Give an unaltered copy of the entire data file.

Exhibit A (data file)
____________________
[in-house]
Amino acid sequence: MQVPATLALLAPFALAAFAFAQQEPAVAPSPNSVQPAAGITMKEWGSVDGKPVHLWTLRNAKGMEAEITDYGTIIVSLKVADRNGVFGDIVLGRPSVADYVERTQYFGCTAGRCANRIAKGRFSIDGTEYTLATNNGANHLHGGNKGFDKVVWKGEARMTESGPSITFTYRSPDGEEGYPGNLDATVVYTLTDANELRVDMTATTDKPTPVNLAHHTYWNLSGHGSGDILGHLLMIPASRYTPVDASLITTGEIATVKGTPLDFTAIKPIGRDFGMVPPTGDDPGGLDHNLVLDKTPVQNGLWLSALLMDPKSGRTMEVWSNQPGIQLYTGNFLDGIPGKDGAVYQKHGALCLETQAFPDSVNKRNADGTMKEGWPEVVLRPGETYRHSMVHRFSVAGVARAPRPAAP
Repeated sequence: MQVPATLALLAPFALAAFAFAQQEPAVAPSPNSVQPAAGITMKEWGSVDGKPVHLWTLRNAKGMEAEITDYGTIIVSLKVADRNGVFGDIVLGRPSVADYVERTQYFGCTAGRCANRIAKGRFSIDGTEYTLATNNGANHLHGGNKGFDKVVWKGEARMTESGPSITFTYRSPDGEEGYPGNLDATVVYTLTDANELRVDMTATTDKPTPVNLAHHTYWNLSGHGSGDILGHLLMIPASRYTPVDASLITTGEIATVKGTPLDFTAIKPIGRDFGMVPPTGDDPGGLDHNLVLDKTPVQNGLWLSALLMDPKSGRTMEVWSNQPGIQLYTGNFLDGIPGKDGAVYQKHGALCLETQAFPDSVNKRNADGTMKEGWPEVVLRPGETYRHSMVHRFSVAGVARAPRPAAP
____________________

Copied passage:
[in-house]
Amino acid sequence: MQVPATLALLAPFALAAFAFAQQEPAVAPSPNSVQPAAGITMKEWGSVDGKPVHLWTLRNAKGMEAEITDYGTIIVSLKVADRNGVFGDIVLGRPSVADYVERTQYFGCTAGRCANRIAKGRFSIDGTEYTLATNNGANHLHGGNKGFDKVVWKGEARMTESGPSITFTYRSPDGEEGYPGNLDATVVYTLTDANELRVDMTATTDKPTPVNLAHHTYWNLSGHGSGDILGHLLMIPASRYTPVDASLITTGEIATVKGTPLDFTAIKPIGRDFGMVPPTGDDPGGLDHNLVLDKTPVQNGLWLSALLMDPKSGRTMEVWSNQPGIQLYTGNFLDGIPGKDGAVYQKHGALCLETQAFPDSVNKRNADGTMKEGWPEVVLRPGETYRHSMVHRFSVAGVARAPRPAAP
Repeated sequence: MQVPATLALLAPFALAAFAFAQQEPAVAPSPNSVQPAAGITMKEWGSVDGKPVHLWTLRNAKGMEAEITDYGTIIVSLKVADRNGVFGDIVLGRPSVADYVERTQYFGCTAGRCANRIAKGRFSIDGTEYTLATNNGANHLHGGNKGFDKVVWKGEARMTESGPSITFTYRSPDGEEGYPGNLDATVVYTLTDANELRVDMTATTDKPTPVNLAHHTYWNLSGHGSGDILGHLLMIPASRYTPVDASLITTGEIATVKGTPLDFTAIKPIGRDFGMVPPTGDDPGGLDHNLVLDKTPVQNGLWLSALLMDPKSGRTMEVWSNQPGIQLYTGNFLDGIPGKDGAVYQKHGALCLETQAFPDSVNKRNADGTMKEGWPEVVLRPGETYRHSMVHRFSVAGVARAPRPAAP